Fig. 4

Accuracy, consistency, and monotonicity indexes for each objective metric computed in the linear space

Fig. 5

Accuracy, consistency, and monotonicity indexes for each objective metric computed in the logarithm space

Fig. 6

Accuracy, consistency, and monotonicity indexes for each objective metric computed in the PU space

Fig. 7

Accuracy, consistency, and monotonicity indexes for each objective metric computed in the PQ space

3.1 Best performing metrics

As expected, HDR-VDP-2 and HDR-VQM, which are the only true HDR quality metrics considered in this study, computed on absolute luminance values, are the best performing metrics when compared to all other metrics and domains. Both metrics have a correlation above 0.95 and a particularly low RMSE (around 0.35) and low OR, whereas all other metrics have an OR above 0.48. HDR-VDP-2 (OR=0.35) has a slightly lower OR than HDR-VQM (OR=0.4083), but there is no statistical evidence to show a significant difference. However, HDR-VQM is over three times faster than HDR-VDP-2 [15], which makes it a suitable alternative to HDR-VDP-2.

The results for HDR-VDP-2 are in line with the finding of [26], slightly better than that of Valenzise et al. [24], but in contradiction with Mantel et al. [25], who reported a much lower correlation. However, Mantel et al. used unusual combinations of parameters for the base and extension layers, especially for content BloomingGorse. Narwaria et al. [15] found that HDR-VQM was performing significantly better than HDR-VDP-2 for both video and still image content. However, our results show that both metrics have similar performance, while it was reported in [9] that HDR-VQM performs lower than HDR-VDP-2 for HDR video compression. The divergence between these findings might be due to the contents and types of artifacts considered in the different studies.

In contrast to the HDR metrics, the NR metrics show the worst performance with PLCC and SROCC values below 0.5 and RMSE and OR values above 1 and 0.8, respectively, independently of the domain in which the metric was computed. These results show that NR metrics are not sufficient to reach satisfactory prediction accuracy considering a perceptual domain and that specific NR metrics should be designed for HDR image quality assessment.

3.2 Difference measures and statistical-oriented metrics

Results show that MSE-based metrics, i.e., MSE, SNR, and PSNR, are not very reliable predictors of perceived quality when computed in the linear domain, with correlation between 0.65 and 0.75. Higher PLCC values were reported in [26] for MSE and SNR (PLCC = 0.88), but the study was performed considering only five contents. These metrics are know to be very content dependent [65], which might explain the drop in performance when considering 20 images. The correlation of MSE-based metrics computed on the luminance channel alone can be improved by about 0.1 by considering a more perceptual domain than the linear domain, which does not take into account the contrast sensitivity response of the HVS. In the log and PU domains, the correlation is about 0.83 and 0.84, respectively, which is in line with the results from [24]. Nevertheless, the performance of the MSE-based metrics computed as the average quality score of the Y, C b , and C r channels did not improve when considering perceptual domains. These observations indicate that the log, PU, and PQ domains can better represent the luminance sensitivity of the HVS than the linear domain, but they might not be optimal for the chrominance sensitivity.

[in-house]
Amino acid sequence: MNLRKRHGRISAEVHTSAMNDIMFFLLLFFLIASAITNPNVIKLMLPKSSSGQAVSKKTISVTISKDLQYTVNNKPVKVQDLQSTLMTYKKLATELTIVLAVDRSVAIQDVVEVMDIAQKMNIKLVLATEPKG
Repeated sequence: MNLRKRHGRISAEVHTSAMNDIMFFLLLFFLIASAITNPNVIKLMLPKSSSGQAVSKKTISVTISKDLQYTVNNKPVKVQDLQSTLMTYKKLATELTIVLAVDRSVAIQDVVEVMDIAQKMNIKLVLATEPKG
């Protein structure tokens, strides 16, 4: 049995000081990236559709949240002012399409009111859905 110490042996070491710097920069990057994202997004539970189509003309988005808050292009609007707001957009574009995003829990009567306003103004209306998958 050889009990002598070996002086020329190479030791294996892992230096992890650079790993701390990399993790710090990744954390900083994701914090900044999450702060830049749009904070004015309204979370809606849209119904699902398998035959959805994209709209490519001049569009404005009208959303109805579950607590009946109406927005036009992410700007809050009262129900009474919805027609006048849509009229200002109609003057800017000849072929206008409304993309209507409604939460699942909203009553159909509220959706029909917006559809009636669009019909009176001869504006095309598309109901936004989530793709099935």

3.3 Objective color difference measures

In the linear domain, the color difference metrics, with the exception of the original CIE1976 color difference metric, are the best performing pixel-based metrics. They outperform the MSE-based metrics, but there is no statistical evidence to show a significant improvement over SNR computed on the luminance alone. Nevertheless, their correlation with perceived visual quality is only about 80 %, with an OR above 69 %, which cannot be considered as reliable prediction. Since the release of the CIE1976 color difference metric, two extensions have been developed in 1994 and 2000 to better address perceptual non-uniformities of the HVS. But, according to the benchmarking results, further improvements might be necessary for HDR images to handle non-uniformities in low and high luminance ranges, outside of the typical range of LDR displays. The color difference metrics are computed in the CIELAB color space, which considers relative luminance values with respect to a reference white point, typically a reflective D65 white point about 100–120 cd/m 2. This reference white point is similar to the targeted peak luminance that is typically considered when calibrating LDR reference monitors. Therefore, for HDR images, one would be tempted to set the luminance of the reference white point considered in the color conversion equal to the peak luminance of the HDR monitor. However, this leads to lower performance of the color difference metrics and the reflective white point should also be used for HDR content instead.

3.4 Structural similarity and visual information measures